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Wednesday, 3 November 2010

Off the rocker

The Sensible Sentencing Trust has become the Smash the Bill of Rights Trust:
The Sensible Sentencing Trust says offenders such as Pauesi Leofa Brown who killed Austin Hemmings should be subjected to preventive detention and lose all rights currently granted under the New Zealand Bill of Rights – including the right of appeal.
Just FYI, these are the rights the SBRT are talking about:
  • The right not to be arbitrarily arrested or detained.
  • The right to be informed at the time of the arrest or detention of the reason for it; and
  • the right to consult and instruct a lawyer without delay and to be informed of that right; and the right to have the validity of the arrest or detention determined without delay by way of habeas corpus and to be released if the arrest or detention is not lawful. 
  • The right to be charged promptly or to be released.
  • The right for charges to be brought as soon as possible before a court or competent tribunal.
  • The right to refrain from making any statement and to be informed of that right.
  • If deprived of liberty the right to be treated with humanity and with respect for the inherent dignity of the person.
  • The right to be informed promptly and in detail of the nature and cause of the charge; and
  • The right to be released on reasonable terms and conditions unless there is just cause for continued detention; and
  • The right to consult and instruct a lawyer; and
  • The right to adequate time and facilities to prepare a defence; and
  • The right, except in the case of an offence under military law tried before a military tribunal, to the benefit of a trial by jury when the penalty for the offence is or includes imprisonment for more than 3 months; and
  • The right to receive legal assistance without cost if the interests of justice so require and the person does not have sufficient means to provide for that assistance; and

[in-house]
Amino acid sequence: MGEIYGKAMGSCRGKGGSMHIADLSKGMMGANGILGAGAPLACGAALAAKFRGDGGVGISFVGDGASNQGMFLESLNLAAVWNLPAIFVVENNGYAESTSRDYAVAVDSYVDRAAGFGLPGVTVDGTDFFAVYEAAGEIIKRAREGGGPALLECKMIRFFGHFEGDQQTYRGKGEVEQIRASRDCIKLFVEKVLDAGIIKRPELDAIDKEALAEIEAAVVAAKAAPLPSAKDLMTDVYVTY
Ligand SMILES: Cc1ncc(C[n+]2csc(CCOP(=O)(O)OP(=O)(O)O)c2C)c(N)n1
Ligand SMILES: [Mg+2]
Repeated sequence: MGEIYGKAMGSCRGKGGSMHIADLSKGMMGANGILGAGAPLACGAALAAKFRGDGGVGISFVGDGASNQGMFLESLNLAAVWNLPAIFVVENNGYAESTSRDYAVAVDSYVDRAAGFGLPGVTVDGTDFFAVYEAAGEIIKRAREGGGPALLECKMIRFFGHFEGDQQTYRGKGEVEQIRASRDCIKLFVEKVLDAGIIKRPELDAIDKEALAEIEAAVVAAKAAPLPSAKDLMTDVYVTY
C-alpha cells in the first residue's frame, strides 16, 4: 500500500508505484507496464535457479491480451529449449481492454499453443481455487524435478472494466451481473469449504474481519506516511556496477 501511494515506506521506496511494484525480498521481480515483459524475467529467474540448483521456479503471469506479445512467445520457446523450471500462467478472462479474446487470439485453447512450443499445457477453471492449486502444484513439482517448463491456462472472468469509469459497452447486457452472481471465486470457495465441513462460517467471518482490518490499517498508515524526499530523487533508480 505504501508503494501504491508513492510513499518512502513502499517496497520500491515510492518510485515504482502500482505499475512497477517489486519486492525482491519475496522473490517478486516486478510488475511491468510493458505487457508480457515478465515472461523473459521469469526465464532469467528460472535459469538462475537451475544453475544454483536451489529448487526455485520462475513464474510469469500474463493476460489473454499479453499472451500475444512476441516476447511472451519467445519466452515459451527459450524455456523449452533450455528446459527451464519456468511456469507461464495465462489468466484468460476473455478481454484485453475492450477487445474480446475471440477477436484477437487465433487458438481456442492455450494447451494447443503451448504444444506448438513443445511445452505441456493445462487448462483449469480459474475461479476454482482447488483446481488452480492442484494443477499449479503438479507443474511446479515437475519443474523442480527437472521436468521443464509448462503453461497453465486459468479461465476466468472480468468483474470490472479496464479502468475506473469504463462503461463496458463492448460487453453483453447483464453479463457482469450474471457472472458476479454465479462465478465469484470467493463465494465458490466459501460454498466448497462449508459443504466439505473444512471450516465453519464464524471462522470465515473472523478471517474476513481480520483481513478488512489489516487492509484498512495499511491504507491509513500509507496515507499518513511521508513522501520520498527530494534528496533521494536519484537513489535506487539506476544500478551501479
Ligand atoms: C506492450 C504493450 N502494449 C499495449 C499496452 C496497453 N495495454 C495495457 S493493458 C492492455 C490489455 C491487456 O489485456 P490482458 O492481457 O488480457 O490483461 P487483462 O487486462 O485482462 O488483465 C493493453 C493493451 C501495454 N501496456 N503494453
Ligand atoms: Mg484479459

• The right to have the free assistance of an interpreter if the person cannot understand or speak the language used in court.
  • The right to a fair and public hearing by an independent and impartial court:
  • The right to be tried without undue delay:
  • The right to be presumed innocent until proved guilty according to law:
  • The right not to be compelled to be a witness or to confess guilt:
  • The right to be present at the trial and to present a defence:
  • The right to examine the witnesses for the prosecution and to obtain the attendance and examination of witnesses for the defence under the same conditions as the prosecution:
  • The right, if convicted of an offence in respect of which the penalty has been varied between the commission of the offence and sentencing, to the benefit of the lesser penalty:
  • The right, if convicted of the offence, to appeal according to law to a higher court against the conviction or against the sentence or against both:
  • The right, in the case of a child, to be dealt with in a manner that takes account of the child's age.
  • The right not to be liable to conviction of any offence on account of any act or omission which did not constitute an offence by such person under the law of New Zealand at the time it occurred.
  • The right, if finally acquitted or convicted of, or pardoned for, an offence shall not be tried or punished for it again.
  • The right to the observance of the principles of natural justice by any tribunal or other public authority which has the power to make a determination in respect of that person's rights, obligations, or interests protected or recognised by law.
  • The rights, obligations, or interests protected or recognised by law have been affected by a determination of any tribunal or other public authority has the right to apply, in accordance with law, for judicial review of that determination.
  • The right to bring civil proceedings against, and to defend civil proceedings brought by, the Crown, and to have those proceedings heard, according to law, in the same way as civil proceedings between individuals.
Now most of  these rights only apply when you break the law. However, they're rights important to all of us, not just criminals. Imagine if we were talking about someone the public believed to be innocent?